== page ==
• Cisplatin plus pemetrexed
  • Cisplatin plus paclitaxel or mitomycin, doxorubicin, and irinotecan
  • Intraperitoneal instillation of radioactive colloidal gold (Au-198)

Primary peritoneal carcinoma is treated with tumor debulking followed by chemotherapy with 5-fluorouracil, doxorubicin, or cisplatin. Newer approaches include the following:

  • Taxanes, topoisomerase I inhibitors, gemcitabine, and vinorelbine, alone or in combinations
  • Adjunctive antiangiogenic drugs such as bevacizumab and erlotinib

Surgical care

  • Treatment of primary peritoneal carcinoma consists of total abdominal hysterectomy and bilateral salpingo-oophorectomy as needed, with debulking of tumor and follow-up chemotherapy

  • Treatment of malignant peritoneal mesothelioma consists primarily of surgical palliation; complete surgical resection is rarely, if ever, feasible

  • Benign cystic mesothelioma tends to recur even with aggressive surgical removal; however, among recorded cases, no deaths have been attributable to this disorder

  • In patients with desmoplastic small cell tumors, the combination of aggressive surgical debulking and systemic chemotherapy with cyclophosphamide, doxorubicin, and vincristine interspersed with ifosfamide, etoposide, and mesna (P6 protocol) appears to lead to an improved outcome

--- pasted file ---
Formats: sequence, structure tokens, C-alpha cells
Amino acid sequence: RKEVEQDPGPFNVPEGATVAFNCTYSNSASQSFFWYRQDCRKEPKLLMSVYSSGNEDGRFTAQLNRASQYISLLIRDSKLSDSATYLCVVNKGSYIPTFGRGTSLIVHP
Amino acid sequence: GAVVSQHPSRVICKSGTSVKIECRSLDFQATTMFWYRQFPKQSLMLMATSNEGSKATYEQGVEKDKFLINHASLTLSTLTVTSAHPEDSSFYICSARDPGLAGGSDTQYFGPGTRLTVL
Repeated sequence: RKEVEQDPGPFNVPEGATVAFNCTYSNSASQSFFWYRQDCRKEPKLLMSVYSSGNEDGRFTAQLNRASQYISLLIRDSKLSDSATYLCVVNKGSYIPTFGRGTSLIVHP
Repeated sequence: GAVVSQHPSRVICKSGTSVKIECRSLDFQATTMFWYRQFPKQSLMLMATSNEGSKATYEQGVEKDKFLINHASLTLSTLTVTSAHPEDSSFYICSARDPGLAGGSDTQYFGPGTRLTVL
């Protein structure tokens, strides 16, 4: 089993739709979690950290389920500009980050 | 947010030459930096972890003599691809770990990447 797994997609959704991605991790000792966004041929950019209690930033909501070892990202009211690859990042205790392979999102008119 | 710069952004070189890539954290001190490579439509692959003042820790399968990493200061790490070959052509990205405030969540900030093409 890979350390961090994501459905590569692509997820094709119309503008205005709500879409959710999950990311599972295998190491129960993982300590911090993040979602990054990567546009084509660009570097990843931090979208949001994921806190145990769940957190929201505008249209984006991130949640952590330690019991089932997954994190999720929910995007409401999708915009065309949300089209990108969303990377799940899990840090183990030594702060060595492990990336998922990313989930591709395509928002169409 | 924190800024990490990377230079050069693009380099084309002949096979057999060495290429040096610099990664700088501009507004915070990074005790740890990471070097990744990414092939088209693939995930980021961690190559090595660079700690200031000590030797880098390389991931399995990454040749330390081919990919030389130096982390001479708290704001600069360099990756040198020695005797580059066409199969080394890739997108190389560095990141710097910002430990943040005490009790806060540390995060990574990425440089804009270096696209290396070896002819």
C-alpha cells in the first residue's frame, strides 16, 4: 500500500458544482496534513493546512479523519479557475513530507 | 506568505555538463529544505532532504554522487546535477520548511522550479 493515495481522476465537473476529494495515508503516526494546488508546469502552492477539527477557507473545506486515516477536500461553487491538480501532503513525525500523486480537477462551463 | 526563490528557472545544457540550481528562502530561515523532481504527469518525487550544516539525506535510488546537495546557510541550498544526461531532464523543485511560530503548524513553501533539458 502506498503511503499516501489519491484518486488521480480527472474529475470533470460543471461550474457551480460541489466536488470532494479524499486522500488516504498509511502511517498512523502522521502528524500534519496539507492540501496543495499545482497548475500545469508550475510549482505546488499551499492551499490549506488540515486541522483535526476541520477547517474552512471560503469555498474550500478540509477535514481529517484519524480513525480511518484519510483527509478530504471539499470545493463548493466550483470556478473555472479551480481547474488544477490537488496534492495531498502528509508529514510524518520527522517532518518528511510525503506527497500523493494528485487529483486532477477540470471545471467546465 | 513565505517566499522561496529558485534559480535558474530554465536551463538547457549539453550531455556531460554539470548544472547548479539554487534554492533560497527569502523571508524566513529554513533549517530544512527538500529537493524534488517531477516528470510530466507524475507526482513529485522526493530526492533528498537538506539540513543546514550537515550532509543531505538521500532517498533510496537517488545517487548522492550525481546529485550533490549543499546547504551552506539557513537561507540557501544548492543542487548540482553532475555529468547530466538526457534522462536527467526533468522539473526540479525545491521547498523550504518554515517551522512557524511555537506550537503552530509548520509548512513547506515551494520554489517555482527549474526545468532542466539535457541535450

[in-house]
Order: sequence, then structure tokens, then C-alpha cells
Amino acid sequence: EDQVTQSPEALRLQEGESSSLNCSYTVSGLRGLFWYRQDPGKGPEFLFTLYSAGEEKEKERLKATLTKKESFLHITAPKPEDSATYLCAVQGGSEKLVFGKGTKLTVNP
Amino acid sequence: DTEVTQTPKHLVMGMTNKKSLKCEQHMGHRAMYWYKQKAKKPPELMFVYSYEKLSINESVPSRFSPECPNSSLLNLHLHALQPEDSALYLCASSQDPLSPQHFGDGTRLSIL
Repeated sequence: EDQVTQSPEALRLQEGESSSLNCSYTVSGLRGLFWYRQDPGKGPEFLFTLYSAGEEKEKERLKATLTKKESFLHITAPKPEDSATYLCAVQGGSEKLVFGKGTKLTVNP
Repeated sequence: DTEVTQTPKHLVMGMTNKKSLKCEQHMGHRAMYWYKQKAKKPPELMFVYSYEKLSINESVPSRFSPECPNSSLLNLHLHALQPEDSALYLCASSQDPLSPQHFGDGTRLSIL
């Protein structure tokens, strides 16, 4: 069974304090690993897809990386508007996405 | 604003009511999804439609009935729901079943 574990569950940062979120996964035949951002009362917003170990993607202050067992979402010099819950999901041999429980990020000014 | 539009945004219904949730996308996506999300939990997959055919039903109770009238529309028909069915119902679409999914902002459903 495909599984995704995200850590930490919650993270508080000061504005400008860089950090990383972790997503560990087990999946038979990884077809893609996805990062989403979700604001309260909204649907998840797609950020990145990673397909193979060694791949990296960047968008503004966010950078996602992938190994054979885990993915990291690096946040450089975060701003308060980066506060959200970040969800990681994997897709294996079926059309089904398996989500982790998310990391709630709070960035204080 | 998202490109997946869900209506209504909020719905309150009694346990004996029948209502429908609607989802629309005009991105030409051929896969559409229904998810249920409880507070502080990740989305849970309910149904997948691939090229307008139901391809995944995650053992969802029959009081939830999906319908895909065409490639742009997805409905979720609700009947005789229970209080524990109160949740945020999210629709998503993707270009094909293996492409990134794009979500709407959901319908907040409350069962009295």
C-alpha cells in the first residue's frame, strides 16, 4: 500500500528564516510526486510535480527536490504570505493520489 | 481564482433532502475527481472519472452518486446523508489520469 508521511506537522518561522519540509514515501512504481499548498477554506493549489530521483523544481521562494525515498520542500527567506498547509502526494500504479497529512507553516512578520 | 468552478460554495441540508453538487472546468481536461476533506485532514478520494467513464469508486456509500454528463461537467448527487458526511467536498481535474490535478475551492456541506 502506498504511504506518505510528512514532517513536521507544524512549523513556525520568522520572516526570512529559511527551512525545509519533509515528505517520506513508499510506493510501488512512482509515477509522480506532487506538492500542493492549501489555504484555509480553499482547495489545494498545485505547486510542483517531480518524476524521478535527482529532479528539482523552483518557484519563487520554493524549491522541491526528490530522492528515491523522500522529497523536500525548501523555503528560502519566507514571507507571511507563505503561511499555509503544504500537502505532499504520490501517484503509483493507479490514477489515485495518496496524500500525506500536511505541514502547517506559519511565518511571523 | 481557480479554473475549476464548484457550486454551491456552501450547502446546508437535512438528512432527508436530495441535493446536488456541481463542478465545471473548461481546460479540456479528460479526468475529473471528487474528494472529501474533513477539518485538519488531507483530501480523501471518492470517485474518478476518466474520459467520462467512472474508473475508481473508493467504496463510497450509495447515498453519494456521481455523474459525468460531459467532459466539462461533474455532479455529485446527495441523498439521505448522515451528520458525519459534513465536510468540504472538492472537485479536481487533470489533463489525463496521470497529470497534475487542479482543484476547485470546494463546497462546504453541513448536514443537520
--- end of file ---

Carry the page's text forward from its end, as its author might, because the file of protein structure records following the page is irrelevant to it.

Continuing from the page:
• Treatment of peritoneal and GI hemangiomas has involved surgical removal

See Treatment and Medication for more detail.

Background

The peritoneum is a serous lining of mesothelial cells with a rich vascular and lymphatic capillary network that covers the abdominal and pelvic walls and organs. Peritoneal neoplasia can originate de novo from the peritoneal tissues (primary) or invade or metastasize into the peritoneum from adjacent or remote organs (secondary).

A number of primary cancers have been described to originate from the peritoneum, some of which have been implicated in many cases of carcinomas of unknown primary origin. Ovarian cancer arising in women several years after bilateral oophorectomy is believed to be one of these primary peritoneal cancers. Other described primary peritoneal cancers and tumors include malignant mesothelioma, benign papillary mesothelioma, desmoplastic small round cell tumors, peritoneal angiosarcoma, leiomyomatosis peritonealis disseminata (LPD), and peritoneal hemangiomatosis.